Pericardial disease can be an important cause of morbidity and mortality in a clinical cardiology practice. However, patients with pericardial disease are not always encountered on a daily basis, and because pericardial disease can mimic other diseases, such as cardiovascular, pulmonary and pleural processes a firm diagnosis may be difficult. Frequently, pericardial involvement can be the initial presentation of a systemic disease process. Disorders of the pericardium can also have a variety of etiologies, including congenital malformations along with infectious, infarction-related, metabolic, autoimmune, traumatic, neoplastic, and idiopathic processes. Additionally, accurate diagnosis of a pericardial disorder may require the use of multiple noninvasive tests or a noninvasive test coupled with an invasive study.
KeywordsCardiac Magnetic Resonance Pericardial Effusion Cardiac Compute Tomography Constrictive Pericarditis Pericardial Disease
Partial Absence of the Pericardium. Axial bright blood view near the level of the pulmonary artery bifurcation showing left atrial appendage herniation through the defect in the pericardium (Video courtesy of Dr. Mark Fogel) (AVI 11605 kb)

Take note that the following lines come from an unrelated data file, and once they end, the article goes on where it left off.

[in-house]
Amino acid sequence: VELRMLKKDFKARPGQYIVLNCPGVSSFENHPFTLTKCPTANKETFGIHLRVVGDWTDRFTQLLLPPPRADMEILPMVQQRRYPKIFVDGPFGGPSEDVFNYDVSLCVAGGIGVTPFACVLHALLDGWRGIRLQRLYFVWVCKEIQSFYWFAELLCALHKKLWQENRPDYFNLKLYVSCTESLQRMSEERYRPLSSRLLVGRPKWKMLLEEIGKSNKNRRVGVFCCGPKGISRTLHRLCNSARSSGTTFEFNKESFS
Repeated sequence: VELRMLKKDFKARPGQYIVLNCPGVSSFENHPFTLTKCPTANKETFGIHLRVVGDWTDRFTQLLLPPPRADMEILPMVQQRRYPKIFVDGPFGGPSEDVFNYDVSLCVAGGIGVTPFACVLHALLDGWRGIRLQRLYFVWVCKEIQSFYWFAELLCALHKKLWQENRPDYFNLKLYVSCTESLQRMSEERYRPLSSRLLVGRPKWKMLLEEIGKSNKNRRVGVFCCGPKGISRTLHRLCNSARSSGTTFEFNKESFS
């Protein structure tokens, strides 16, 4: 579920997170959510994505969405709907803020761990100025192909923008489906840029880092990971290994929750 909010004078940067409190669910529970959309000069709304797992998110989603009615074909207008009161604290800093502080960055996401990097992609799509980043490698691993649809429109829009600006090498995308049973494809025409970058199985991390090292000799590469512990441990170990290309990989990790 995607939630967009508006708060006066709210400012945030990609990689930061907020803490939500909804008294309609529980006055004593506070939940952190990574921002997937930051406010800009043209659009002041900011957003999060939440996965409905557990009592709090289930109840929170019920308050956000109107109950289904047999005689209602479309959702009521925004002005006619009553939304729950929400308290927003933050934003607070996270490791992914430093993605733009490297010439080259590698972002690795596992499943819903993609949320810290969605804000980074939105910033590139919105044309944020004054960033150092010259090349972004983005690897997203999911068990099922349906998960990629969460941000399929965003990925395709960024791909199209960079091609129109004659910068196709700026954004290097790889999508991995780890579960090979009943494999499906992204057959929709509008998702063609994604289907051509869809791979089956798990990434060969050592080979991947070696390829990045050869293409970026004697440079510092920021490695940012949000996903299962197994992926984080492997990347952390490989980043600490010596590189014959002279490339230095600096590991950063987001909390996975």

Constrictive Pericarditis in a Patient with a Pacemaker. An axial cine image of a patient with constrictive pericarditis. This occurred after a pacemaker lead revision procedure. Note the thickened black pericardium with adherence anterior to the right ventricular free wall. The dark signal void in the right atrium and ventricle are from the right ventricular pacemaker lead. Bilateral pleural effusion are also present (AVI 29727 kb)
Constrictive Pericarditis in a Patient with a Pacemaker using Myocardial Tagging. Adherence of the visceral to parietal pericardium is evident anterior to the right ventricular free wall. The tags do not deform in this area suggesting loss of slippage between the myocardium and pericardium (AVI 29727 kb)
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